Chemistry is a wide, deep subject, broken into five main areas or branches. One branch concerns living things and the human body; another branch studies products and materials made in a lab. Which branch of chemistry interests...

## Lab Reports

Science experiments are often casual and fun. Maybe you mixed baking soda and vinegar in a pop bottle in the backyard just to see what would happen. Or you rubbed a balloon against your head to learn about static electricity. At other times, though, your science experiments will be more formal....

## Scientific Method

How do scientists make new discoveries? How do we know their research is accurate and valid? They use the scientific method, of course! The scientific method is an organized, specific way of learning. You can use the scientific method too.

## Periodic Table

We know that elements are types of atoms, made up of varying numbers of protons, neutrons, and electrons. Scientists have discovered or made about 120 elements. The periodic table is a little like a cookbook. It...

## Chemistry Safety

The inventor, Thomas Edison, loved learning and experimenting. His mother taught him at home and let him create a chemistry lab in the basement. As a young teenager, Edison got a job working on a train. He was kicked off the train after one of his science experiments set a train car on fire. The...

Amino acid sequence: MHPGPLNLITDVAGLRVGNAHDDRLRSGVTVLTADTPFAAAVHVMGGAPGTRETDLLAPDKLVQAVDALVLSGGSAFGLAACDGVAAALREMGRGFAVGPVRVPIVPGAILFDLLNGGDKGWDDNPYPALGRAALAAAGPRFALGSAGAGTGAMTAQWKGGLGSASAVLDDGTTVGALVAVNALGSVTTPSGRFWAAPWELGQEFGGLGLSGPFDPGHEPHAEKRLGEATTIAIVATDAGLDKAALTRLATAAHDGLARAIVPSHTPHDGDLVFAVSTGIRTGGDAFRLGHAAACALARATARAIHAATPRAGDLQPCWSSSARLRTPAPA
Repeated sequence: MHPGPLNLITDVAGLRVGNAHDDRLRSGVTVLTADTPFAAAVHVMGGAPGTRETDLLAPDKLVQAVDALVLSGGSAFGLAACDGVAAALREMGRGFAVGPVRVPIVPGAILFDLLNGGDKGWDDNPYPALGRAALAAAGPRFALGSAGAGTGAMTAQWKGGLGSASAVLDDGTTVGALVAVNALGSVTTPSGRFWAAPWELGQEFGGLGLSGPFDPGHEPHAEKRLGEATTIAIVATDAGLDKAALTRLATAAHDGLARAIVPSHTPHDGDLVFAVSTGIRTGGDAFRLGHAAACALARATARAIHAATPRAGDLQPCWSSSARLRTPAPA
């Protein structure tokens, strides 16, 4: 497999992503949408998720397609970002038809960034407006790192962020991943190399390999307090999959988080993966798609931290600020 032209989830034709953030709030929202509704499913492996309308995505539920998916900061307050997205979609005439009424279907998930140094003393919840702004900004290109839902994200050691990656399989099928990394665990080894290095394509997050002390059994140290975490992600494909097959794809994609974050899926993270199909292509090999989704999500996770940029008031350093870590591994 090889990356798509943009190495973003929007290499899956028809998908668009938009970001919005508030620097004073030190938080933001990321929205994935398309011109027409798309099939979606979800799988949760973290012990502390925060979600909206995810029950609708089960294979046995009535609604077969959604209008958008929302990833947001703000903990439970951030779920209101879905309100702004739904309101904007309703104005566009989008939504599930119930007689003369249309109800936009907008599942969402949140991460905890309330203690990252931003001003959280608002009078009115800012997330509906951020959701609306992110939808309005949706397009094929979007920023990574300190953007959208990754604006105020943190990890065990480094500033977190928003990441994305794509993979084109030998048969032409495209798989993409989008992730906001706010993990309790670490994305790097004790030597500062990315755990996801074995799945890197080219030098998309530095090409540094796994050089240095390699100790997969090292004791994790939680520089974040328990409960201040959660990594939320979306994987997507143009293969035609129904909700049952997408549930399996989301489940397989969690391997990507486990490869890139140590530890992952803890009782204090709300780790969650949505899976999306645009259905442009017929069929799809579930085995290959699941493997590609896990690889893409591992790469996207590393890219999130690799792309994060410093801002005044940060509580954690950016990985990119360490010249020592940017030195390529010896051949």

## Boiling and Freezing Points

That puddle of water in your driveway has turned to ice overnight. Have you ever wondered how cold the temperature must drop for water to freeze? Or how hot the water must be to boil for your mac and cheese?

## Weights and Measurements

Let’s say you wanted to tell a friend how large your dog was. You had never heard of inches or feet. How could you explain it? Thousands of years ago, people used common objects to describe and compare measurements. You...

## Solutions and Mixtures

Have you ever mixed things in the kitchen just to see what you could make? Maybe you sprinkled some cinnamon or salt in a cup of water or poured in a splash of vinegar or oil. Maybe you called it a potion, but you were also making a solution or a mixture. You were being a...

## Styrofoam Polymers

Chances are, you use Styrofoam almost daily. Those fold-and-seal take out boxes are made from Styrofoam. So are the thick white cups used to keep your hot cocoa warm. How about those wedges of plastic you find in packing boxes? Styrofoam keeps computers, electronics, and other fragile items safe...